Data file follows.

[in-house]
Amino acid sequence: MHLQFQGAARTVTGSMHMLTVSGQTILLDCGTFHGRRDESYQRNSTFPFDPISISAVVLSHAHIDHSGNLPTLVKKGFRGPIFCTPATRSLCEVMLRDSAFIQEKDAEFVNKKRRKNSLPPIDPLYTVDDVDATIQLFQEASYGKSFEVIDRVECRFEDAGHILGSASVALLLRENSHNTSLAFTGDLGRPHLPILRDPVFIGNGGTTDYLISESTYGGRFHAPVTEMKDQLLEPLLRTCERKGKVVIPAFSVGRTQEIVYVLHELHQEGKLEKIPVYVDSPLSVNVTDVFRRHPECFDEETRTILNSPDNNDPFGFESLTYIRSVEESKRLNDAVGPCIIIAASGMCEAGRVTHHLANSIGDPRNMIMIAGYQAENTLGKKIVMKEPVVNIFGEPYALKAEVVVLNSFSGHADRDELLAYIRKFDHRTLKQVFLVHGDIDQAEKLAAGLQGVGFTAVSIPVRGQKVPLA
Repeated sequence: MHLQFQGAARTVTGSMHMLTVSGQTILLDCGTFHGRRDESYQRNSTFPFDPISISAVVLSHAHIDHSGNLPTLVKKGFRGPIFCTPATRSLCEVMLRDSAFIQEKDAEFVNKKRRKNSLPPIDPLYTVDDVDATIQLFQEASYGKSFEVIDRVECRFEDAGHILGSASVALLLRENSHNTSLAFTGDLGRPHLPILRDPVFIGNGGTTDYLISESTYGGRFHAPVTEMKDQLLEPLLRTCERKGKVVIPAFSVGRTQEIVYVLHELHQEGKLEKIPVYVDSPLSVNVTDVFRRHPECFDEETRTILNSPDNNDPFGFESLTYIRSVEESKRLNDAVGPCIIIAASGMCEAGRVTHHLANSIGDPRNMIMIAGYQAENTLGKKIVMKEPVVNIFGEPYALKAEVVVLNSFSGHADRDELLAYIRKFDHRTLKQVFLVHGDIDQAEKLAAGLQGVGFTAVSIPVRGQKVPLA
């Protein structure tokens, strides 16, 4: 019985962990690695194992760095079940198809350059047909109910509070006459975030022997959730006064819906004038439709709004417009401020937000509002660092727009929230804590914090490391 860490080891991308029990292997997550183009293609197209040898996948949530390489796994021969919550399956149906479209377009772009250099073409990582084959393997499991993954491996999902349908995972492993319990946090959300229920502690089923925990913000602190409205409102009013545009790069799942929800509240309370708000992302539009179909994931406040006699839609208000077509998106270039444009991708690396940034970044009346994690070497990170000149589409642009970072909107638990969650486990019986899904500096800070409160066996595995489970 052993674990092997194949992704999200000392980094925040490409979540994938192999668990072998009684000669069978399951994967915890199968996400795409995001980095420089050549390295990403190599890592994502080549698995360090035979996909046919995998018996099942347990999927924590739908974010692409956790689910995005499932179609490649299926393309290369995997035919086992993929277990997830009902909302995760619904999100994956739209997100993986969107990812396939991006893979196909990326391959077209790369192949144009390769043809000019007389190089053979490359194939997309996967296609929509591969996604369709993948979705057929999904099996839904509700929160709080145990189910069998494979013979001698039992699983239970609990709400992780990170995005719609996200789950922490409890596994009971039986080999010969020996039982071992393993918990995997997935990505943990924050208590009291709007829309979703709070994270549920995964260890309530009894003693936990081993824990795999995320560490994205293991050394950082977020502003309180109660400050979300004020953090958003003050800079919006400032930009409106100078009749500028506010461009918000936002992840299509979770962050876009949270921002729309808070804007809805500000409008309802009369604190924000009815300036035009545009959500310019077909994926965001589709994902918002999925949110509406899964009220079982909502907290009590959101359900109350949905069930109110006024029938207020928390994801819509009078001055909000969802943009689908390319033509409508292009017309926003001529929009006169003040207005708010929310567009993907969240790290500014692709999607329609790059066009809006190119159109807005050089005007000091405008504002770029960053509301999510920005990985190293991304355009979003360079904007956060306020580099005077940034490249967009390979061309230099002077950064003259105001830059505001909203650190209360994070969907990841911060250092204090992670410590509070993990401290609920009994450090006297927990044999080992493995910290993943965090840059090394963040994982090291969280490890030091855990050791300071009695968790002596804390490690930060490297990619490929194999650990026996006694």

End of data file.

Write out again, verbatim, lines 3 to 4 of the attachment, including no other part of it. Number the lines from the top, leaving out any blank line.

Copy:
Repeated sequence: MHLQFQGAARTVTGSMHMLTVSGQTILLDCGTFHGRRDESYQRNSTFPFDPISISAVVLSHAHIDHSGNLPTLVKKGFRGPIFCTPATRSLCEVMLRDSAFIQEKDAEFVNKKRRKNSLPPIDPLYTVDDVDATIQLFQEASYGKSFEVIDRVECRFEDAGHILGSASVALLLRENSHNTSLAFTGDLGRPHLPILRDPVFIGNGGTTDYLISESTYGGRFHAPVTEMKDQLLEPLLRTCERKGKVVIPAFSVGRTQEIVYVLHELHQEGKLEKIPVYVDSPLSVNVTDVFRRHPECFDEETRTILNSPDNNDPFGFESLTYIRSVEESKRLNDAVGPCIIIAASGMCEAGRVTHHLANSIGDPRNMIMIAGYQAENTLGKKIVMKEPVVNIFGEPYALKAEVVVLNSFSGHADRDELLAYIRKFDHRTLKQVFLVHGDIDQAEKLAAGLQGVGFTAVSIPVRGQKVPLA
């Protein structure tokens, strides 16, 4: 019985962990690695194992760095079940198809350059047909109910509070006459975030022997959730006064819906004038439709709004417009401020937000509002660092727009929230804590914090490391 860490080891991308029990292997997550183009293609197209040898996948949530390489796994021969919550399956149906479209377009772009250099073409990582084959393997499991993954491996999902349908995972492993319990946090959300229920502690089923925990913000602190409205409102009013545009790069799942929800509240309370708000992302539009179909994931406040006699839609208000077509998106270039444009991708690396940034970044009346994690070497990170000149589409642009970072909107638990969650486990019986899904500096800070409160066996595995489970 052993674990092997194949992704999200000392980094925040490409979540994938192999668990072998009684000669069978399951994967915890199968996400795409995001980095420089050549390295990403190599890592994502080549698995360090035979996909046919995998018996099942347990999927924590739908974010692409956790689910995005499932179609490649299926393309290369995997035919086992993929277990997830009902909302995760619904999100994956739209997100993986969107990812396939991006893979196909990326391959077209790369192949144009390769043809000019007389190089053979490359194939997309996967296609929509591969996604369709993948979705057929999904099996839904509700929160709080145990189910069998494979013979001698039992699983239970609990709400992780990170995005719609996200789950922490409890596994009971039986080999010969020996039982071992393993918990995997997935990505943990924050208590009291709007829309979703709070994270549920995964260890309530009894003693936990081993824990795999995320560490994205293991050394950082977020502003309180109660400050979300004020953090958003003050800079919006400032930009409106100078009749500028506010461009918000936002992840299509979770962050876009949270921002729309808070804007809805500000409008309802009369604190924000009815300036035009545009959500310019077909994926965001589709994902918002999925949110509406899964009220079982909502907290009590959101359900109350949905069930109110006024029938207020928390994801819509009078001055909000969802943009689908390319033509409508292009017309926003001529929009006169003040207005708010929310567009993907969240790290500014692709999607329609790059066009809006190119159109807005050089005007000091405008504002770029960053509301999510920005990985190293991304355009979003360079904007956060306020580099005077940034490249967009390979061309230099002077950064003259105001830059505001909203650190209360994070969907990841911060250092204090992670410590509070993990401290609920009994450090006297927990044999080992493995910290993943965090840059090394963040994982090291969280490890030091855990050791300071009695968790002596804390490690930060490297990619490929194999650990026996006694």